I’ve just put my dear Mum on the train in Bournemouth, destination North Wales.
As I sat her down and made sure she was comfortable and that she knew where her coat and case were, and as I asked a fellow passenger – by chance, a lovely Liverpudlian lady – to make sure she got off at Birmingham International and made her connection, I felt a huge swell of emotion and some tears behind my eyes.
It’s been a different, wonderful, sometimes challenging week.
The highlight of Mum’s trip to my new home was last Wednesday when we both swam in the sea. I knew sea swimming would have the same effect on Mum as it does on me. I was confident she’d be filled with joy, giggle like a six-year-old and kick her legs with glee. I was sure I’d see her eyes come alive as she looked around at the vast expanse of water. And I was convinced, after the initial shock of cold, that she’d wonder what all the fuss was about and would revel at the fact she was swimming in her swimsuit while everyone else was walking along in their coats.
It all happened exactly as I’d imagined. Her eyes lit up, she giggled like a little girl and she swam around, in awe of the incredible view and incredulous at where she’d ended up one sunny November morning. She got in touch with the child inside her, that child that really wants to come out to play but all too often stops herself because she’s scared. And she was so pleased and proud of herself afterwards.
Like mother like daughter. Or like daughter like mother. We both come alive in the sea. And we both want to play and do extraordinary things, but our fear sometimes holds us back.
Mum also loved our walk to Old Harry rocks, on the same beautiful, warm November day. How fortunate we were with the weather (we said those words a few times, as you do).
And she was blown away by our walk beneath the looming cliffs at West Bay, the backdrop to the TV series Broadchurch, so much so that we bought her a framed photograph of the scene. We got blown about, we got caught in the rain and we almost got our feet wet when the tide came in, but it was worth it.
We looked after Mum. We fed her well, made sure she got some fresh air and exercise and plenty of sleep. I helped her into the shower, combed her hair and took a few inches off the bottom so it was a bit more manageable.
Combing her fine, long, white and grey hair, I couldn’t help but think I’m heading that way. We’re all heading that way. As my partner says, it’s in the post to us all – old age, that is.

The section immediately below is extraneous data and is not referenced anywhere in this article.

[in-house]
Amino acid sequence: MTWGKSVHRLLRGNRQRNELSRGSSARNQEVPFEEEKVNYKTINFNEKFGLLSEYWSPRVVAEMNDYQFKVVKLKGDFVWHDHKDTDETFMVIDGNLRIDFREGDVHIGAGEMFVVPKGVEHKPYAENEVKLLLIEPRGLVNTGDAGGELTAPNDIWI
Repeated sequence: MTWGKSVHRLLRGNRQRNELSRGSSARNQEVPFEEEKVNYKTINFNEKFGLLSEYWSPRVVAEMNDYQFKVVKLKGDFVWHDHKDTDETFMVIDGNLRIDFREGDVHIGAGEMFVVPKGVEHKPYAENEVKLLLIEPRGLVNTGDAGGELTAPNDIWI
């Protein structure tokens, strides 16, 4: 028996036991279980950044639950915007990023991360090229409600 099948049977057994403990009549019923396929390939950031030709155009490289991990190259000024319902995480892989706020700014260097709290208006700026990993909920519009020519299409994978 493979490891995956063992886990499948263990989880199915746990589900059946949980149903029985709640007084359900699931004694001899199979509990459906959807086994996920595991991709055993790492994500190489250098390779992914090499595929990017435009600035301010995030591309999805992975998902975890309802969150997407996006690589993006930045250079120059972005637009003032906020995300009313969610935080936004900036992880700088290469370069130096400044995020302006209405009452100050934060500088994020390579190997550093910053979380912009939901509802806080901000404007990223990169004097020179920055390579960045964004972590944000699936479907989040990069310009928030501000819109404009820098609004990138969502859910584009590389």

My hair, beneath the dye, is already grey and white in parts and my face has its lines. And one day, I’ll struggle to work the TV remote control or I’ll go searching for my glasses I thought I’d left downstairs but that were upstairs all along. I’ll start to forget things. I’ll panic. I’ll ask the same questions a few times over and it’ll seem like I’m hearing the answer for the first time. I’ll be frightened by new things and want to keep to what I know.
I wonder who’ll look after me then, who’ll comb my white hair and give it a trim, who’ll put me on a train and make sure there’s someone to pick me up at the other end. Maybe my partner will, or maybe I’ll do the same for him. I hope we’ll have a wonderful long life together and we’ll have the strength and mental agility to look after each other when we’re old. But having Mum to stay has got me thinking about ageing without kids.
The other thing I’ve been thinking, though, is how lucky I am to have her. I’m grateful I can comb her hair and help her onto the train. I’m grateful I can love her and take care of her. I know some of your mums aren’t around anymore, perhaps they haven’t been around for years, perhaps you lost them far too long ago, before you were even remotely ready. Then there are those of you whose mums are much more able to love and care for themselves and for others, mums who are active and sharp, who are solid and steady, and who are fantastic grandmothers.
We draw different lots in life. Some things are out of our control. But what my Mum’s visit has shown me is that I want to make the most of what I have, cherish every moment, cherish the people around me, cherish those I love and live courageously and wholeheartedly.
Would Mum, at 76, have any regrets? Would she say she wished she’d lived more, risked more, done more, had bigger dreams and faced more fears. Maybe.
That’s what I want for my life: to live more, risk more, have big dreams and face more fears and to have many more precious moments like that Wednesday morning in the sea when I was out in Nature with someone I love, when my eyes filled with wonder and my spirit came alive.
I wonder, what do you want for your life? What do you dream about? And are you finding a way to make those dreams come true?
I hope so.